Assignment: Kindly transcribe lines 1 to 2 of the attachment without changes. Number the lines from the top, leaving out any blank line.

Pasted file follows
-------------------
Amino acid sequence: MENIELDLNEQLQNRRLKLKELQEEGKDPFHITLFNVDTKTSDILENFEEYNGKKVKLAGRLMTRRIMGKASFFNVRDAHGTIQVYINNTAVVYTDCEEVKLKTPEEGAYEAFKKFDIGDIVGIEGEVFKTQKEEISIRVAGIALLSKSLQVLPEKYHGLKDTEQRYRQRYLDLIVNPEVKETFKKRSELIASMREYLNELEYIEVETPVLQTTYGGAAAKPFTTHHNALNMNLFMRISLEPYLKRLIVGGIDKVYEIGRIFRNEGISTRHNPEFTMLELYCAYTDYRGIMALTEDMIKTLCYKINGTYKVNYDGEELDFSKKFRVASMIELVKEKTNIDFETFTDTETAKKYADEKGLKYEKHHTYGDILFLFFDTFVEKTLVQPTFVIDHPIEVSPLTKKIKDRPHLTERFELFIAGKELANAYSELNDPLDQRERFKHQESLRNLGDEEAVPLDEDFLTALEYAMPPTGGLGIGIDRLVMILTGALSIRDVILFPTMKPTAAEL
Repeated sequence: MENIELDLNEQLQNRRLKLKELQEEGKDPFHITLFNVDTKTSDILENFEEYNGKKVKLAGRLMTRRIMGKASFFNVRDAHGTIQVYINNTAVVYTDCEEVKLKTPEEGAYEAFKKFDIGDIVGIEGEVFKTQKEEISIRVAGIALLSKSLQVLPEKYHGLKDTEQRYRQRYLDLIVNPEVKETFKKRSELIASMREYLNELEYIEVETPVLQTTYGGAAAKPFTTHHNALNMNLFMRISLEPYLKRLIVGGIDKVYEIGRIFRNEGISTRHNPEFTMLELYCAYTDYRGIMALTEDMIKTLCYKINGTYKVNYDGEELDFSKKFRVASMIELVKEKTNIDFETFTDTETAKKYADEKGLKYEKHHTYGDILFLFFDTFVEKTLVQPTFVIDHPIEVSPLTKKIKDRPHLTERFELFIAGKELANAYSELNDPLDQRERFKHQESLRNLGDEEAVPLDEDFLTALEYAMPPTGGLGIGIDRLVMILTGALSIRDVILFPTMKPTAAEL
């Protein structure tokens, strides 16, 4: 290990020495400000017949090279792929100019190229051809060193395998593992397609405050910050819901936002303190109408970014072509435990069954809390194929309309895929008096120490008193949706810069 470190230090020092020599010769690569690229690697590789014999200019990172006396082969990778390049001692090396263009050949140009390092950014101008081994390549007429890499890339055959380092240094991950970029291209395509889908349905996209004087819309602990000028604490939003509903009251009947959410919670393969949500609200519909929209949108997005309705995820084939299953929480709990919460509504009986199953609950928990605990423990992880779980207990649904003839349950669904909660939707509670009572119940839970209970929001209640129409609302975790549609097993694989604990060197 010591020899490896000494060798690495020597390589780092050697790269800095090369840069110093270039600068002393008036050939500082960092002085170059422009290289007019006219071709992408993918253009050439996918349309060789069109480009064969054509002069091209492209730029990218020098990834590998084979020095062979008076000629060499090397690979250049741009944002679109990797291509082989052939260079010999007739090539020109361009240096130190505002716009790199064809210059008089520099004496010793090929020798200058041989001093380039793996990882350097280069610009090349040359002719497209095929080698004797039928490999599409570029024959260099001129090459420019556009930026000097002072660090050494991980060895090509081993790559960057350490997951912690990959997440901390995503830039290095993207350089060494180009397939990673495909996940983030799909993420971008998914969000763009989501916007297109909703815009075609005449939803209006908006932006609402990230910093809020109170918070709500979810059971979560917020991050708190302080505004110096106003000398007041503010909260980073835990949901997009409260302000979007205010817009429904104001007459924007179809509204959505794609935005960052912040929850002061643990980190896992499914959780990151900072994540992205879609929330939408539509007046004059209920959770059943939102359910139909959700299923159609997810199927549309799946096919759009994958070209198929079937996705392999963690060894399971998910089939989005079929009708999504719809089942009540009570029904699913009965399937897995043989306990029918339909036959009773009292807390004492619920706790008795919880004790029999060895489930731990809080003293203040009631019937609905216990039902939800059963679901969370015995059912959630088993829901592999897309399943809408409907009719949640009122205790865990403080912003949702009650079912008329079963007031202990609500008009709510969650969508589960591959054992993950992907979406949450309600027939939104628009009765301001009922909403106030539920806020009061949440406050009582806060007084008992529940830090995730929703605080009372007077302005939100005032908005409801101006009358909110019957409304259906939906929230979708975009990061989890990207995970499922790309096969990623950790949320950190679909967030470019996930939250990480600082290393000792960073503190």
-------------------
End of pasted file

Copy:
Amino acid sequence: MENIELDLNEQLQNRRLKLKELQEEGKDPFHITLFNVDTKTSDILENFEEYNGKKVKLAGRLMTRRIMGKASFFNVRDAHGTIQVYINNTAVVYTDCEEVKLKTPEEGAYEAFKKFDIGDIVGIEGEVFKTQKEEISIRVAGIALLSKSLQVLPEKYHGLKDTEQRYRQRYLDLIVNPEVKETFKKRSELIASMREYLNELEYIEVETPVLQTTYGGAAAKPFTTHHNALNMNLFMRISLEPYLKRLIVGGIDKVYEIGRIFRNEGISTRHNPEFTMLELYCAYTDYRGIMALTEDMIKTLCYKINGTYKVNYDGEELDFSKKFRVASMIELVKEKTNIDFETFTDTETAKKYADEKGLKYEKHHTYGDILFLFFDTFVEKTLVQPTFVIDHPIEVSPLTKKIKDRPHLTERFELFIAGKELANAYSELNDPLDQRERFKHQESLRNLGDEEAVPLDEDFLTALEYAMPPTGGLGIGIDRLVMILTGALSIRDVILFPTMKPTAAEL
Repeated sequence: MENIELDLNEQLQNRRLKLKELQEEGKDPFHITLFNVDTKTSDILENFEEYNGKKVKLAGRLMTRRIMGKASFFNVRDAHGTIQVYINNTAVVYTDCEEVKLKTPEEGAYEAFKKFDIGDIVGIEGEVFKTQKEEISIRVAGIALLSKSLQVLPEKYHGLKDTEQRYRQRYLDLIVNPEVKETFKKRSELIASMREYLNELEYIEVETPVLQTTYGGAAAKPFTTHHNALNMNLFMRISLEPYLKRLIVGGIDKVYEIGRIFRNEGISTRHNPEFTMLELYCAYTDYRGIMALTEDMIKTLCYKINGTYKVNYDGEELDFSKKFRVASMIELVKEKTNIDFETFTDTETAKKYADEKGLKYEKHHTYGDILFLFFDTFVEKTLVQPTFVIDHPIEVSPLTKKIKDRPHLTERFELFIAGKELANAYSELNDPLDQRERFKHQESLRNLGDEEAVPLDEDFLTALEYAMPPTGGLGIGIDRLVMILTGALSIRDVILFPTMKPTAAEL